More national-level training courses are needed to address geographical variations in availability. Many courses are currently offered locally by non-governmental organisations, which lead to geographical variations in access. More countries could consider developing nationally available courses. In Australia, for example, a nationwide training programme, Dementia Training Australia, has made available dementia care development training opportunities for professional upskilling, and access to accredited dementia care training courses across the country

Removing barriers or providing incentives can increase take-up of dementia training. Primary care doctors may lose income if they attend a training course on dementia, so countries should consider steps to ensure that training courses are offered as part of continuous development programmes that doctors are required to undertake, or that such trainings are reimbursed. In Denmark, for example, physicians are reimbursed for the time taken away from their practice spent in training. Other countries have developed non-financial incentives with a view to increasing take-up rates. The Karolinska Institute in Sweden, for example, offers a Master’s Degree in Dementia Care for Physicians, which confers greater professional recognition to dementia training. However, such schemes remain rare. Countries should assess the barriers to take-up of dementia training among primary care doctors, and consider how they can be reduced. They should also consider providing financial or non-financial incentives to boost participation.

1.2.3. People with dementia should receive an appropriate, timely diagnosis that allows them to access available care and support

Receiving a specific diagnosis can be important for identifying the best available care and treatment. However, in most cases, a full diagnose of dementia still requires advanced diagnostic tools, such as a CT scan or MRI, that are expensive to administer. Moreover, receiving a firm diagnosis requires consultation with specialists, including neurologists and psychiatrists, who are more experienced in dementia care. All of this, in a context where a cure or dementia modifying treatment is still unviable, raises questions about how best to balance the relative costs and benefits of these services.

Memory clinics – clinical settings where health professionals (often specialists) provide advanced diagnostic services – have received growing attention for their role in both diagnosis and management. Though specialists can operate independently, memory clinics have increasingly emerged as an important step in the dementia care pathway.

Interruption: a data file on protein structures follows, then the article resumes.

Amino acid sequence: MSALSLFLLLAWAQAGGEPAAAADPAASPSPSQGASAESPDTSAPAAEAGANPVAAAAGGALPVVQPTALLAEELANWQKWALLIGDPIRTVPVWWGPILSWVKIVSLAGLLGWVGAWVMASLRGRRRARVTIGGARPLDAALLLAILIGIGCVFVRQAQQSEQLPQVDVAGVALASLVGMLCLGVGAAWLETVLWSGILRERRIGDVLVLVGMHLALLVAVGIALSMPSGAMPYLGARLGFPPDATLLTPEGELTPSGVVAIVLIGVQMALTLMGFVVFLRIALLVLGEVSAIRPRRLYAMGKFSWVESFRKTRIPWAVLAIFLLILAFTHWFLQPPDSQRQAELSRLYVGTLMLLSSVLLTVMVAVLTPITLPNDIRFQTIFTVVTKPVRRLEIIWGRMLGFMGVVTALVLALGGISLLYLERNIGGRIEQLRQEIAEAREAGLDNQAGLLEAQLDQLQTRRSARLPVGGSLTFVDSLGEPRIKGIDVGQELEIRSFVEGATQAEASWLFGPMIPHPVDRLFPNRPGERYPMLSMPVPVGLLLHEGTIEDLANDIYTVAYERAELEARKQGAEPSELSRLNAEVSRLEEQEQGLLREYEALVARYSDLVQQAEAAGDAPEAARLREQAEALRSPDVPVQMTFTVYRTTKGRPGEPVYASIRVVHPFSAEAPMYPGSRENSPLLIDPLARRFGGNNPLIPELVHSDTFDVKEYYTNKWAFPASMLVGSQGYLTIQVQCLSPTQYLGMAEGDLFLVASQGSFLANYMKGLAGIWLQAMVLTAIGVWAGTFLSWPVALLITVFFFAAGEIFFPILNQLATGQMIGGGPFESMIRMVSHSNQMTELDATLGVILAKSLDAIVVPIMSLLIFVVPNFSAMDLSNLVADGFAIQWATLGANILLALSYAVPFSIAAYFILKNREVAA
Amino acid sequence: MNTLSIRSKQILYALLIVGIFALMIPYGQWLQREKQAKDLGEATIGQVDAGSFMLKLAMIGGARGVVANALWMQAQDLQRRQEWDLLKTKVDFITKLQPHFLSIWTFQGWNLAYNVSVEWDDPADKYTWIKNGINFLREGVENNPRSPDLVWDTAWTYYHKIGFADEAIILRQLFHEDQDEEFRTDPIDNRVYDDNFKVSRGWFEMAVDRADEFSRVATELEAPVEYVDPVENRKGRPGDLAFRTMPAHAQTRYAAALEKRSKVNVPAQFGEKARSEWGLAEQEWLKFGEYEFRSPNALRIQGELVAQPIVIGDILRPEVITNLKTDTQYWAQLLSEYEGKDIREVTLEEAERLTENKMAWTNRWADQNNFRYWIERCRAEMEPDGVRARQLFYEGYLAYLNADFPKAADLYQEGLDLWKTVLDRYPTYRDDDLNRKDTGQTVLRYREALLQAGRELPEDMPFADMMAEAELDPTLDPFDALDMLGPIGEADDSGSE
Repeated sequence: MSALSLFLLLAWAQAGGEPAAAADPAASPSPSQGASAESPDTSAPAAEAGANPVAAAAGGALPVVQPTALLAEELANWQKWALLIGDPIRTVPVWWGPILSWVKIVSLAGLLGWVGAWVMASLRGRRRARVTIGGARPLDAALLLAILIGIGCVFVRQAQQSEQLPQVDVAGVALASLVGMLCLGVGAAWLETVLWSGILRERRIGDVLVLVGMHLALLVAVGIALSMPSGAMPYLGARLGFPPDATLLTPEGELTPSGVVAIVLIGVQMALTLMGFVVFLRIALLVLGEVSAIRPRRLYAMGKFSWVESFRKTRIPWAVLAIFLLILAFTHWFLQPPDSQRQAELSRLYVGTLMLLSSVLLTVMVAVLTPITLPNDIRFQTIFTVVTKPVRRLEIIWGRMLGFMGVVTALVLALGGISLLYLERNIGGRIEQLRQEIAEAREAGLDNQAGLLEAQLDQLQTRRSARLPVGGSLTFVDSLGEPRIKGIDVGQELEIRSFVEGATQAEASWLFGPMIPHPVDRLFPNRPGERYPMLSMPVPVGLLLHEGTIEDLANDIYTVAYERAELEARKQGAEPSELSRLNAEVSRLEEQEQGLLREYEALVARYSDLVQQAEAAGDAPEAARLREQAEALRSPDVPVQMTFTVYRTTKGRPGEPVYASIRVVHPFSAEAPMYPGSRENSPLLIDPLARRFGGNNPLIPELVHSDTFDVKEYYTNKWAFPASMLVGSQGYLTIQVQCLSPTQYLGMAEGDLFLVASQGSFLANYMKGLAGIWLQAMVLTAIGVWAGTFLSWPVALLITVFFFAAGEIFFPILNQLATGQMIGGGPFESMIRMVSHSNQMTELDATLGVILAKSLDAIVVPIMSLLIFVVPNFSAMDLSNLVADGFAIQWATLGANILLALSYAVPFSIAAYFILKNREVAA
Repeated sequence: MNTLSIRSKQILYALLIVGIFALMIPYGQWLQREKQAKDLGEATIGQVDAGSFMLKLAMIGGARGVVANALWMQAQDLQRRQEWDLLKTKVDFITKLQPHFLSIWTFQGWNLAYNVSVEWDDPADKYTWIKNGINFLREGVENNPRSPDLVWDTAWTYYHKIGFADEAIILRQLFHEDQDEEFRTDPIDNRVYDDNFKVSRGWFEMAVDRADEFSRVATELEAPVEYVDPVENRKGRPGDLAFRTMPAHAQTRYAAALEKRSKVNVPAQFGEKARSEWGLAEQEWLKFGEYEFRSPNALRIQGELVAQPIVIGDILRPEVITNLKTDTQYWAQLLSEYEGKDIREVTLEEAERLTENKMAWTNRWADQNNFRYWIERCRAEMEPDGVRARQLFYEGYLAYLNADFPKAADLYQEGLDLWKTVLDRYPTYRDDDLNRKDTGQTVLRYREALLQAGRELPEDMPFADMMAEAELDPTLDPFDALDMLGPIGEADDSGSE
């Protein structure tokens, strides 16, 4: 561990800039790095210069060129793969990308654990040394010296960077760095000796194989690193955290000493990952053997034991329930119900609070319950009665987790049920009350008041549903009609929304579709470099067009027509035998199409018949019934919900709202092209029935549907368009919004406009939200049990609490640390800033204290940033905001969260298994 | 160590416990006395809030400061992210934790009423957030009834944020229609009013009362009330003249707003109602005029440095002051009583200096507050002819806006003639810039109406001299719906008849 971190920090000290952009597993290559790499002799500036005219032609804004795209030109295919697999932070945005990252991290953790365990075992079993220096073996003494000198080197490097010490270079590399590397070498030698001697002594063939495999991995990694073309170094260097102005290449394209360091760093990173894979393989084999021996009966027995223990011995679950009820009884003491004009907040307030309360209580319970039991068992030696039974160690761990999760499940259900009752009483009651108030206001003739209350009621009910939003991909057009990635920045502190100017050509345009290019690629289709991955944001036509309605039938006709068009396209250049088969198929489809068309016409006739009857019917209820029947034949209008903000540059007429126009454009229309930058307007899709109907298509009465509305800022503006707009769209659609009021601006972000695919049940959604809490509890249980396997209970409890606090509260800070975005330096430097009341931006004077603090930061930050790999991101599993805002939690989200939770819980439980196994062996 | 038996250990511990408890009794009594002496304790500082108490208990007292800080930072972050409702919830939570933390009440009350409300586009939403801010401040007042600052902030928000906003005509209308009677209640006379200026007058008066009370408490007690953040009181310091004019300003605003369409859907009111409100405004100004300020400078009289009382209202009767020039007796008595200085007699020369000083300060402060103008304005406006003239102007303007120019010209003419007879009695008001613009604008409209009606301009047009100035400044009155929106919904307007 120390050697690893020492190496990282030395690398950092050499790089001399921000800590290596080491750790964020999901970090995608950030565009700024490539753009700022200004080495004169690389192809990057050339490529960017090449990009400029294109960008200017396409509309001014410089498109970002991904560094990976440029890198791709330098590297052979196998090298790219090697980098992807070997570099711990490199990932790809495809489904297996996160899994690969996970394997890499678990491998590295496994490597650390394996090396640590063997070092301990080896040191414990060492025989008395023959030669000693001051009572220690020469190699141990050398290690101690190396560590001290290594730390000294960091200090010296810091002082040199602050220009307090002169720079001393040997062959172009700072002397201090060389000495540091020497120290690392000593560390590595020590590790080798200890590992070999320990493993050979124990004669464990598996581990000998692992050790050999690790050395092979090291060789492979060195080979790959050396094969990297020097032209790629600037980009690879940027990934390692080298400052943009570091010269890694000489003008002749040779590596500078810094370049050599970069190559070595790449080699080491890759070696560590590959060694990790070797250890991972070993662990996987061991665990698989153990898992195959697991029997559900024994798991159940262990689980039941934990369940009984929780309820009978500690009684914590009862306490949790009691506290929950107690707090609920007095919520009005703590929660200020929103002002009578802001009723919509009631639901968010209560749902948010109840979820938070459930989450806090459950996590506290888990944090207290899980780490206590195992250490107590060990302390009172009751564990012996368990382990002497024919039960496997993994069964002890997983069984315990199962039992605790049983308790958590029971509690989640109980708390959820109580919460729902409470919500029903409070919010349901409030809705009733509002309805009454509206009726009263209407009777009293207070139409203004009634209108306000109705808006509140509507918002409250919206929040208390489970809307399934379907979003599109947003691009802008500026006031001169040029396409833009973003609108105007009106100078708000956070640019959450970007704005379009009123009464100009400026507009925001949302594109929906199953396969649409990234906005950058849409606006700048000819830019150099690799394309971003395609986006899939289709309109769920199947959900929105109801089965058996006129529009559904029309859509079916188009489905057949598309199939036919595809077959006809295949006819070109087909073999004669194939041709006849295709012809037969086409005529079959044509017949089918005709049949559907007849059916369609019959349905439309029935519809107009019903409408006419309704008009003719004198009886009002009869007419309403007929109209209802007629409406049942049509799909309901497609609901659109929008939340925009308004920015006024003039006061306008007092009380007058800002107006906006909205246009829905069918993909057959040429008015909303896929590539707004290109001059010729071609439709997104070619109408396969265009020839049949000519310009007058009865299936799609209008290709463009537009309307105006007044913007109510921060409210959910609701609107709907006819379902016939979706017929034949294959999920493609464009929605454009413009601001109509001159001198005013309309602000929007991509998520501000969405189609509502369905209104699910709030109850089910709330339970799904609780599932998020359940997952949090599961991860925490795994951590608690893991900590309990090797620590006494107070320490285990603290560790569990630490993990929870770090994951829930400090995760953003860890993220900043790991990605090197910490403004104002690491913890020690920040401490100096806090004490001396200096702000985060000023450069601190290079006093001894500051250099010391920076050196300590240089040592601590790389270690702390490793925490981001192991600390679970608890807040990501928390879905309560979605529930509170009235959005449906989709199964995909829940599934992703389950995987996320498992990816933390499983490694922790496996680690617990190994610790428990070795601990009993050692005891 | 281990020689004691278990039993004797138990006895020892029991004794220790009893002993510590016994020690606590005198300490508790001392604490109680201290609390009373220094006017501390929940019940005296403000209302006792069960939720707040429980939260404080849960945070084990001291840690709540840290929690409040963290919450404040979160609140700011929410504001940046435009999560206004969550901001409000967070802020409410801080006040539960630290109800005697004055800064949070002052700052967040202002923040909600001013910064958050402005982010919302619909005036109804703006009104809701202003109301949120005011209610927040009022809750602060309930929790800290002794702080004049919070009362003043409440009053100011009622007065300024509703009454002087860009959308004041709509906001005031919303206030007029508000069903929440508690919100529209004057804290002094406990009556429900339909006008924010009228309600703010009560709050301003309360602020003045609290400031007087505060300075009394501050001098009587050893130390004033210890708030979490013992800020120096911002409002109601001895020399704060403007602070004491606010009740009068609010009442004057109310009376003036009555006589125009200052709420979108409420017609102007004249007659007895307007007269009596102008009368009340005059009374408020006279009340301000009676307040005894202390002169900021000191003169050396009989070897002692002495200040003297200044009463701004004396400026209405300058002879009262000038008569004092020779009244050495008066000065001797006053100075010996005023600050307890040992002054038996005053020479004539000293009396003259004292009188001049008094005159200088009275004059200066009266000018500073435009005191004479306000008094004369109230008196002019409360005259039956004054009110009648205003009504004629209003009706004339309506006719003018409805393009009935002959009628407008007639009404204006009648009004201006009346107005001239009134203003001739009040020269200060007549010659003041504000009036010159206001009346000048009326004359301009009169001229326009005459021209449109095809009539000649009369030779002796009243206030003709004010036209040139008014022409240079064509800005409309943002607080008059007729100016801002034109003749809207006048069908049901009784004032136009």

Box 1.3. What is a memory clinic?

Despite the rising profile of memory clinics in dementia care, what a memory clinic is has different interpretations in different settings. Originally, memory clinics served as specialised clinical settings where health professionals – often neurologists, geriatricians, or psychiatrists – provided advanced diagnostic services.

In this report, we define memory clinics most broadly as any clinical setting where health professionals provide advanced diagnostic services and define themselves, or are defined externally, as memory clinics. More specifically, we consider clinics that provide diagnostic services but no or only limited follow-up care to be diagnostic memory clinics. Memory clinics that are integrated into defined care pathways or otherwise engage in care management, education or training, and other components of dementia care are defined here as comprehensive memory clinics.

At least 25 OECD countries have developed memory clinics (Box 1.3). Memory clinics have also expanded rapidly in recent years. The number of memory clinics doubled in the United Kingdom between 1993 and 2000 and quadrupled in New Zealand between 2003 and 2008. The number of people aged 65 years and over per memory clinic varies seven-fold across countries, from more than 170 000 people 65 and over per memory clinic in Belgium to about 23 000 per memory clinic in France. While the concentration of memory clinics within countries also differs, this national variation indicates that different countries rely to different extents on memory clinics as a part of the clinical pathway for dementia.

In recent years, memory clinics in some countries expanded their services beyond diagnostic testing to include follow-up care and support for people living with dementia and even family members. However, the effectiveness – and particularly cost-effectiveness – of diagnosis and care through a memory clinic is not clear. A recent study of memory assessment services in the United Kingdom found that while the care provided through memory clinics was effective, it was not cost-effective (Gomes et al., 2017). A randomised control trial of follow-up care through memory clinics in the Netherlands found that care provided through memory clinics was no more effective than post-diagnostic support provided through general practitioners (Meeuwsen et al., 2012). Given the cost pressures faced by many health and social care systems, there is a need for better understanding under what conditions memory clinics can add best value to other dementia care services, and countries should also carefully consider the appropriateness of memory clinics in the clinical pathway, particularly for post-diagnostic support.

There is still a long way to go to improve the process of diagnosis. Specialist memory clinic services continue to play an important role in diagnosis, but their role should be better defined. Just five countries in the OECD (Denmark, France, the Netherlands, Switzerland and the United Kingdom) have developed or are developing definitions, guidelines and standards for memory clinics. This means that the care provided can differ significantly from one clinic to the next, even within the same region of a country.